In­sert coins to con­tinue

Australian T3 - - TECHLIFE -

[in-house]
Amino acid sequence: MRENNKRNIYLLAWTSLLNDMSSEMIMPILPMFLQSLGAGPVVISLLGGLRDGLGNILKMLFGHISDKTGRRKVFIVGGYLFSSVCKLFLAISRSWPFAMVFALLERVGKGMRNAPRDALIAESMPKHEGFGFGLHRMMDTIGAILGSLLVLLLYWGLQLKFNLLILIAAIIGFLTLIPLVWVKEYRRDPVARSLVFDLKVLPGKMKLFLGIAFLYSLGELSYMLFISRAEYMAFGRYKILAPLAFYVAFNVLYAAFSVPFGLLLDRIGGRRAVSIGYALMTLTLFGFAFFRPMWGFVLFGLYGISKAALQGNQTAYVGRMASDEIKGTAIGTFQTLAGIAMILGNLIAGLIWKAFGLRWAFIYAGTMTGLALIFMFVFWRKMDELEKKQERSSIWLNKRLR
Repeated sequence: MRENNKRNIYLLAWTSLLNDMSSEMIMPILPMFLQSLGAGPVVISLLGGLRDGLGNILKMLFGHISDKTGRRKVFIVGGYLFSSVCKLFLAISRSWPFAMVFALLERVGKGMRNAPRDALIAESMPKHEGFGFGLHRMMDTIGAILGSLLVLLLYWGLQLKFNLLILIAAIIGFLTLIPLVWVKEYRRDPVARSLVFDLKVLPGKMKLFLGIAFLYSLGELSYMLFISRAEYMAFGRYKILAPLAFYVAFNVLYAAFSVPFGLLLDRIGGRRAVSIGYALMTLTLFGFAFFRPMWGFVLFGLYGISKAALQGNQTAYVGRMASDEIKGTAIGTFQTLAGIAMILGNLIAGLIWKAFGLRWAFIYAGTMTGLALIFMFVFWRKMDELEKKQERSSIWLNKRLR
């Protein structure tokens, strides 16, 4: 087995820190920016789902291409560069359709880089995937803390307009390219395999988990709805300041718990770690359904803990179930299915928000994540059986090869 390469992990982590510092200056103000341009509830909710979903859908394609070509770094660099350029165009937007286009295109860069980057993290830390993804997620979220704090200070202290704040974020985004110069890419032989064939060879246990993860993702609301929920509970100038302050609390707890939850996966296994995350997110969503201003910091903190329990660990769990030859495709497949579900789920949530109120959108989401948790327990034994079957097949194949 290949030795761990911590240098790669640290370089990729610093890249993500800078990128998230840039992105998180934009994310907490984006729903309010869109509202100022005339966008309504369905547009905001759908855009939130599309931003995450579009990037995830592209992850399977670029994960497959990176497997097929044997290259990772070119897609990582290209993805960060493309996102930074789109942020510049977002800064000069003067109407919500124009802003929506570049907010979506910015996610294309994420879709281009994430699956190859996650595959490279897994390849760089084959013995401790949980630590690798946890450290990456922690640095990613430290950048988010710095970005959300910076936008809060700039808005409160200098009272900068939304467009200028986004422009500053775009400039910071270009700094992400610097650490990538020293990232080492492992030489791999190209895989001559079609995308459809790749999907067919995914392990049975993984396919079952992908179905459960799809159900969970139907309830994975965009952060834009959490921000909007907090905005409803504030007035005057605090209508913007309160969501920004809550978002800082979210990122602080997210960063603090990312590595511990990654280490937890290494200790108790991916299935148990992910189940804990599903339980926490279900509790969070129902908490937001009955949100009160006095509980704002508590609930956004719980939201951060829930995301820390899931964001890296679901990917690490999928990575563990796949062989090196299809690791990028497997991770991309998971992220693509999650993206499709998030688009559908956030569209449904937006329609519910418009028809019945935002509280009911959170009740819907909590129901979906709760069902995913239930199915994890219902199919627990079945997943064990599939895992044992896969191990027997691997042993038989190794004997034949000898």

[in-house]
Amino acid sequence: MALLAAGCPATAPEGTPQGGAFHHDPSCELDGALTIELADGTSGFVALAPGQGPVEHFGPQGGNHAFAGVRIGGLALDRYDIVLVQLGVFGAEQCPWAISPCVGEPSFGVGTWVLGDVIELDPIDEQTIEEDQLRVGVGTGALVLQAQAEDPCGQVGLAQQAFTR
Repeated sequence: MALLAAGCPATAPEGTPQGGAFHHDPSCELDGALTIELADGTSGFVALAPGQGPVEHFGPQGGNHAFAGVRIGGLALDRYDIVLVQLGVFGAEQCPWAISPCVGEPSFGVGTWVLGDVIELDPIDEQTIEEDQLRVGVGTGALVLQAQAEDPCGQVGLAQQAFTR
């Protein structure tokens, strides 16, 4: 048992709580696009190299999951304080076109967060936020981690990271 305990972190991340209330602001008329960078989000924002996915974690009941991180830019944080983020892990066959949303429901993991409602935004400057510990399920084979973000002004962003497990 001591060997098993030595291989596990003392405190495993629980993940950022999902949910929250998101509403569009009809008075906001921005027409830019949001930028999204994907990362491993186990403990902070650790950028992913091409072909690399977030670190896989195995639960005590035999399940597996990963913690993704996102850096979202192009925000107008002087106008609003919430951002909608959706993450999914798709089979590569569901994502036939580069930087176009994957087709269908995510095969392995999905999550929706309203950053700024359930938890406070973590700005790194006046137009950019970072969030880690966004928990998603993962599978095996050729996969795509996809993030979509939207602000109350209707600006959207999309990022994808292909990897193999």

Ar­cade gaming ex­pert Andy Pick­er­ill gives his tips for as­pir­ing Flat­pac-Men and Kings of Kong 1/ Mon­i­tor maketh the man – Both open frame and CRT dis­plays con­nect eas­ily to PCs. If us­ing an open frame, at­tach a cou­ple of wooden ba­tons to your cab­i­net to bolt it on to; if it’s a CRT, make a shelf, as it will be much heav­ier. But re­mem­ber: while hor­i­zon­tal mount­ing suits most games, if you like shoot­ers such as Galaga, you’ll want it ver­ti­cal. 2/ Joy­stick-gate – Your han­dle aes­thetic is a mat­ter of pref­er­ence, but the gate is key: it con­trols how you can con­trol the stick. A four-way lets you move up, down, left and right, for some­thing as sim­ple as Pac-Man, but if you’re play­ing some­thing a lit­tle more mod­ern, par­tic­u­larly three-di­men­sional fight­ers like Tekken, an eight-way is es­sen­tial. 3/ But­ton bash­ing – The main choice is be­tween con­cave and con­vex styles. The for­mer were used in many clas­sic 80s ma­chines, but again, con­vex but­tons are usu­ally pre­ferred by mod­ern fight­ing fans. Another im­por­tant fac­tor is the mi­croswitch: high-ac­tu­a­tion switches sound quite clicky, whereas Cherry mi­croswitches are the qui­etest. 4/ Key­board en­cod­ing – If the lazy man in you can’t re­sist us­ing MAME em­u­la­tion rather than orig­i­nal JAMMA boards, the I-PAC2 (In­ter­face for PC to Ar­cade Con­trols) will trans­late but­ton and stick moves so your PC can un­der­stand them.

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